Hello from sunny Tucson!!!
It is really hot here in Tucson. I can take a lot of heat, but when it hits the 115s, I make every effort to stay in the air conditioning. I'll have to put off plein air painting for a while. I've got plenty of studio work I need to catch up on anyway, maybe I'll finally get caught up!
I'm also in the midst of my online workshop with the Tucson Art Academy Online. It is a full workshop and all the students are working really hard. They're really keeping me busy turning in lots of homework for me to critique. They're doing a great job.
I have upcoming workshops in Sheridan, Wy, August 3-7 and New York City in September, check out my website for more details.
Phil Starke Studio
Less Detail, More Light
When working from photographs what stands out the most is the detail, all the small value changes.
The camera picks up everything. What doesn't always stick out is the sense of light on the landscape.
So in our painting, if our goal is to suggest the light in the landscape, I want to eliminate the detail and focus on the value relationships between the big shapes.
The detail is last and be very selective.
In the paintings below I tried to keep the shapes as large as possible with a simple light and dark in each large shape and spent most of the painting adjusting the value relationship between each large shape. Then do the same with the color temperature relationships between the shapes. The less detail I have the easier it is to get it right.
One of Australia's best landscape artists of the late 19th century and the most successful painter of the Heidelberg School (c.1886-1900) of Australian Impressionism, Arthur Streeton is celebrated for his evocative and iconiclandscape painting, which perfectly captures the unique light and colour of the Australian countryside and outback. Although he attended classes at the National Gallery School in Melbourne under Irish-born master George Frederick Folingsby (1828–91), he remained largely self-taught, especially in oil painting. Influenced by Turner as well as the Barbizon School of landscape painting, Streeton was also strongly drawn to the loose brushwork and light-focused approach of French Impressionism, as well as its focus on plein air painting directly from nature. As a founder member of the Heidelberg School and a close friend of its leader Tom Roberts (1856-1931), Streeton painted with the group in its artist camps at Box Hill, Heidelberg and the Yarra, around Melbourne; and also at Richmond and the Hawkesbury River, Coogee Bay and Little Sirius Cove, outside Sydney. Three of his greatest masterpieces ofImpressionist landscape painting include: Fire's on Lapstone Tunnel (1891, Art Gallery of New South Wales, Sydney), The Railway Station, Redfern (1893, Art Gallery of New South Wales), and The Purple Noon's Transparent Might (1896, National Gallery of Victoria, Melbourne). In addition to landscapes, he also produced a few portrait paintings and self-portraits. Like Roberts, Streeton spent most of the years 1900-1924 in England, becoming an Official War Artist in 1918. His comparative lack of success abroad made no difference to his reputation in his native country, where he was seen as an icon of modern artand the foremost painter of the remote Australian landscape.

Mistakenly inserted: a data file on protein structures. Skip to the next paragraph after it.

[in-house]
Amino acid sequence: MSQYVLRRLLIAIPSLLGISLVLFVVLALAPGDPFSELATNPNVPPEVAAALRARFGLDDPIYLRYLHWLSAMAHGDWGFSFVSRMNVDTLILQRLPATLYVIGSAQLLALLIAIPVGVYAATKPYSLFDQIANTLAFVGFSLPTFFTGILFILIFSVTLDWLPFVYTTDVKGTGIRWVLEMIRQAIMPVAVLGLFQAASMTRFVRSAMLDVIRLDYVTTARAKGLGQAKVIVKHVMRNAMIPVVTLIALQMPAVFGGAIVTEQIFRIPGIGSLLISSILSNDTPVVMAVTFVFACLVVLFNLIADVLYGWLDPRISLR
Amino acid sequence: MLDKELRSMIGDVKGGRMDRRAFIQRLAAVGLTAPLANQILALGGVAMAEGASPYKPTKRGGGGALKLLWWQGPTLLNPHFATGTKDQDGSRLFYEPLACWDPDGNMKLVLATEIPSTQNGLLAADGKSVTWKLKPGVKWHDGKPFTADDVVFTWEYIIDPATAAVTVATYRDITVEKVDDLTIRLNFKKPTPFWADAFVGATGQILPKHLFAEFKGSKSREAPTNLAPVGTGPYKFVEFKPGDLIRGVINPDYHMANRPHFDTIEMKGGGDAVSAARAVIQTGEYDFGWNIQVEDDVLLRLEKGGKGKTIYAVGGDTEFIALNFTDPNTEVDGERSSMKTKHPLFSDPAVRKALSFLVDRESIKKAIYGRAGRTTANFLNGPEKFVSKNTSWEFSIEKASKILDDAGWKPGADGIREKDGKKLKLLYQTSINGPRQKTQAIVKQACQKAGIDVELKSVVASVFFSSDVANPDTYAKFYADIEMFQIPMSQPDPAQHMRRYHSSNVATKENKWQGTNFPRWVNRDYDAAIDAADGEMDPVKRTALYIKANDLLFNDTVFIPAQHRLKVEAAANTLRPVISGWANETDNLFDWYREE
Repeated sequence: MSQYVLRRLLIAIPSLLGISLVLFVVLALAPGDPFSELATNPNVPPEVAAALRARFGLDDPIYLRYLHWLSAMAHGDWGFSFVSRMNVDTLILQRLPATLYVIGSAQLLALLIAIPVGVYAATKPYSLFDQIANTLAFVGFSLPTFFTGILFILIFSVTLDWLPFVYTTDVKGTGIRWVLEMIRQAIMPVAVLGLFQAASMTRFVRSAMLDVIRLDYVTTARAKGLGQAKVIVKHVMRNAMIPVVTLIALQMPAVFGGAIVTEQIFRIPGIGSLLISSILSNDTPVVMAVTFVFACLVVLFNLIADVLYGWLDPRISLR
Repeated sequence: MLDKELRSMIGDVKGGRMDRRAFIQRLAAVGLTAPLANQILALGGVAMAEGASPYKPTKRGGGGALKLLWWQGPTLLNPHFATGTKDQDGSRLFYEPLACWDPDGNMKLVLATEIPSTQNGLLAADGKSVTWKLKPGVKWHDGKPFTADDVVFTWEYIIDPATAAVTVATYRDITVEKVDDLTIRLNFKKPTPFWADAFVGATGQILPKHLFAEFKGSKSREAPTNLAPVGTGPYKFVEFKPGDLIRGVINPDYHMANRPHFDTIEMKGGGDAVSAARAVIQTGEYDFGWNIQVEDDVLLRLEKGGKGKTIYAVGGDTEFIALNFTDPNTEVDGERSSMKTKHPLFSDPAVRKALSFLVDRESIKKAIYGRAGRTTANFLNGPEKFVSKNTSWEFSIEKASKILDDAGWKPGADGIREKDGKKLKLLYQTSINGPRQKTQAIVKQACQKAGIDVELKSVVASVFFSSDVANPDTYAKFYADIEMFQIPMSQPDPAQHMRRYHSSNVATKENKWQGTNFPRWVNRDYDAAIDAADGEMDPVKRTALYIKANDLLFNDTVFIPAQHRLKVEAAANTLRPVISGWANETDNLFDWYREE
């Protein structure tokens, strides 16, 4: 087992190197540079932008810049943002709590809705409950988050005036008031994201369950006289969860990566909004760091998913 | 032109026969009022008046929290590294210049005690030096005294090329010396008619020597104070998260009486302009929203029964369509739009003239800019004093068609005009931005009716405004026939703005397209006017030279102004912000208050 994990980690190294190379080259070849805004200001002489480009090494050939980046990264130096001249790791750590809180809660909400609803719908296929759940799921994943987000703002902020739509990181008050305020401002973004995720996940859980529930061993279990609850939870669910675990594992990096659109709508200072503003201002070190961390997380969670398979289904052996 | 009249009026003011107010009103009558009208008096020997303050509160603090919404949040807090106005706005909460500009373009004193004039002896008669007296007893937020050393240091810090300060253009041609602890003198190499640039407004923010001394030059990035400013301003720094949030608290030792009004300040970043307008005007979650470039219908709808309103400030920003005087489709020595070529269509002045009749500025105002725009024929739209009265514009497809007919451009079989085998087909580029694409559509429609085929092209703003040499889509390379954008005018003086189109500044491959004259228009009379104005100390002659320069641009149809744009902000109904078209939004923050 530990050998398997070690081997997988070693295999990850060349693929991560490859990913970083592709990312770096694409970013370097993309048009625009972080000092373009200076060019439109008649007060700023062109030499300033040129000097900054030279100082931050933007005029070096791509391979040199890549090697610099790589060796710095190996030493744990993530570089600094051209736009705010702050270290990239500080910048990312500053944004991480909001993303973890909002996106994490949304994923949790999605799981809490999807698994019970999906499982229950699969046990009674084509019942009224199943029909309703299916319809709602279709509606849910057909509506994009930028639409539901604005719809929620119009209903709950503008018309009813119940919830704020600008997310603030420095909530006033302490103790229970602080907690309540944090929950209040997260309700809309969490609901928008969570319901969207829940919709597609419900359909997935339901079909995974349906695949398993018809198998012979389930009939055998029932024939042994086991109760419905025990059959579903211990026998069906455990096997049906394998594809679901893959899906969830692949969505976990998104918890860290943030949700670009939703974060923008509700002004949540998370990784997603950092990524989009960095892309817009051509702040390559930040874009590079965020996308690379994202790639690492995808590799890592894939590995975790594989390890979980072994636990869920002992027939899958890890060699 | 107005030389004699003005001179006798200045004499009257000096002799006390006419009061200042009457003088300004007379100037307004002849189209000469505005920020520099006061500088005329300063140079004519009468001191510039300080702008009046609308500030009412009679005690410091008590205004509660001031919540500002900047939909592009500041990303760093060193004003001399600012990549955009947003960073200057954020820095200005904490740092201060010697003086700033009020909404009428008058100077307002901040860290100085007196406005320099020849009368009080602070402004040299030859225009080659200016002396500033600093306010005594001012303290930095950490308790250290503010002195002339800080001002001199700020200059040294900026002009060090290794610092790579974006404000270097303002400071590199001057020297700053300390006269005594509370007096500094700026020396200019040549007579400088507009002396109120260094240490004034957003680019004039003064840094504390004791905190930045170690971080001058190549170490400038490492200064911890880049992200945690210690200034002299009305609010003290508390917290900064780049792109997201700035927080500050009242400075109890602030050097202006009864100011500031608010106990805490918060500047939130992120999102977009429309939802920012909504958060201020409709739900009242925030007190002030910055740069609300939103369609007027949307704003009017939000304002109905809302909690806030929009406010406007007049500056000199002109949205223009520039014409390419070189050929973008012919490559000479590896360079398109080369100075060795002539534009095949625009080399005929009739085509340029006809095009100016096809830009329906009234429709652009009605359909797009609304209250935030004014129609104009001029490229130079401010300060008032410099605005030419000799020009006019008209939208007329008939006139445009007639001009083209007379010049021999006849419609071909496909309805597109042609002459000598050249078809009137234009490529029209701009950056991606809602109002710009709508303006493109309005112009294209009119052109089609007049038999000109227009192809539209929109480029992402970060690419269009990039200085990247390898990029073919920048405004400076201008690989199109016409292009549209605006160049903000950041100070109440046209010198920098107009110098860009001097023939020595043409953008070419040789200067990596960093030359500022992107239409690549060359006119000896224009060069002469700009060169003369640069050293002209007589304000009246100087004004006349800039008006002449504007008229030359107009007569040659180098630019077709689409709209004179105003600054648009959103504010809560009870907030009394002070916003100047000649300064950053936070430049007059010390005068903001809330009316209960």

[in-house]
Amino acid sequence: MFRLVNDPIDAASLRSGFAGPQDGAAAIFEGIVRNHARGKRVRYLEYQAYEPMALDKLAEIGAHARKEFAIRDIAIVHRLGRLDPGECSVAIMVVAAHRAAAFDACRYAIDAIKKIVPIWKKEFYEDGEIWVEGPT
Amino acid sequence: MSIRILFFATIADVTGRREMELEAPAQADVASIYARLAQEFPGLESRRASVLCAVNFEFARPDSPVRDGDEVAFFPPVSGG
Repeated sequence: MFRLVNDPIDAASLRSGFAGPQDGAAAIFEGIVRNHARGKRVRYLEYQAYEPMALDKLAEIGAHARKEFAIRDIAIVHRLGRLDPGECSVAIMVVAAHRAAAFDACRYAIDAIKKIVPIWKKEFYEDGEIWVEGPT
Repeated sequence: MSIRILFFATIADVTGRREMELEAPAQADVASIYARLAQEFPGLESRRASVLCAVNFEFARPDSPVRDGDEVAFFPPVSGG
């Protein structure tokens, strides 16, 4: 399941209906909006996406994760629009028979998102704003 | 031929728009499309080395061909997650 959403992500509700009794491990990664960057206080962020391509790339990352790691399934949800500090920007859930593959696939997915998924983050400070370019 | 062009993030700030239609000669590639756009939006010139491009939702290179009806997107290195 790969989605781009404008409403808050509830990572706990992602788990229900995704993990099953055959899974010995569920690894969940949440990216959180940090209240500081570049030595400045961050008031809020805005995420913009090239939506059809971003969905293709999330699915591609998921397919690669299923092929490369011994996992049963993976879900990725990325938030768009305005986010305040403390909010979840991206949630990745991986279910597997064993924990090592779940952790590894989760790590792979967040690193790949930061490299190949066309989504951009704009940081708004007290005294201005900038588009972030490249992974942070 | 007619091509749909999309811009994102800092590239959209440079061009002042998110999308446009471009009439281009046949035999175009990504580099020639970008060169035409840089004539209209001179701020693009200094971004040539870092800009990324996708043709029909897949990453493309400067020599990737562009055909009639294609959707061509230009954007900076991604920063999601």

Time to Register for The New York City Workshop
Two Bonuses have been added to this year's workshop: A Special FREE Bonus Package Of 4 Videos Will Be Handed Out At The End Of The Workshop. Each Video Will Address Different Elements Of Landscape And Plein Air Painting To Help With Further Study Following The Workshop. This Video Package Has A Value Of $200 But Will Be FREE To Participating Students Of This Workshop. Tickets to the Metropolitan are also a bonus for the workshop.
Details are up for the 2015 New York Central Park Workshop. The workshop has been schedule for Sept. 3, 4, 5, 6, 2015. I've added a fourth day to the workshop with the first day being a visit to the Metropolitan Museum of Art where we will study the plein air and studio works of John Singer Sargent, Willard Metcalf, Corot, American and French impressionists. The goal at the museum is to glean some understanding of how these painters simplified, used values and broken color. There's a lot to learn at the Met so it's a great place to start.
On Friday, Saturday and Sunday we will be painting in beautiful Central Park. The subject matter is breathtaking with gardens, lakes, flowers and endless trees and figures. The quality of light is beautiful, whether it's sunny or cloudy. All the details are on the New York Workshops here: New York Central Park Workshop
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Exhibitions & Gallery Shows
Buffalo Bill Art Show and Sale
September 21 - 28, 2015
Buffalo Bill Center of the West
Traveling The West Art Show
October 22 - 24, 2015
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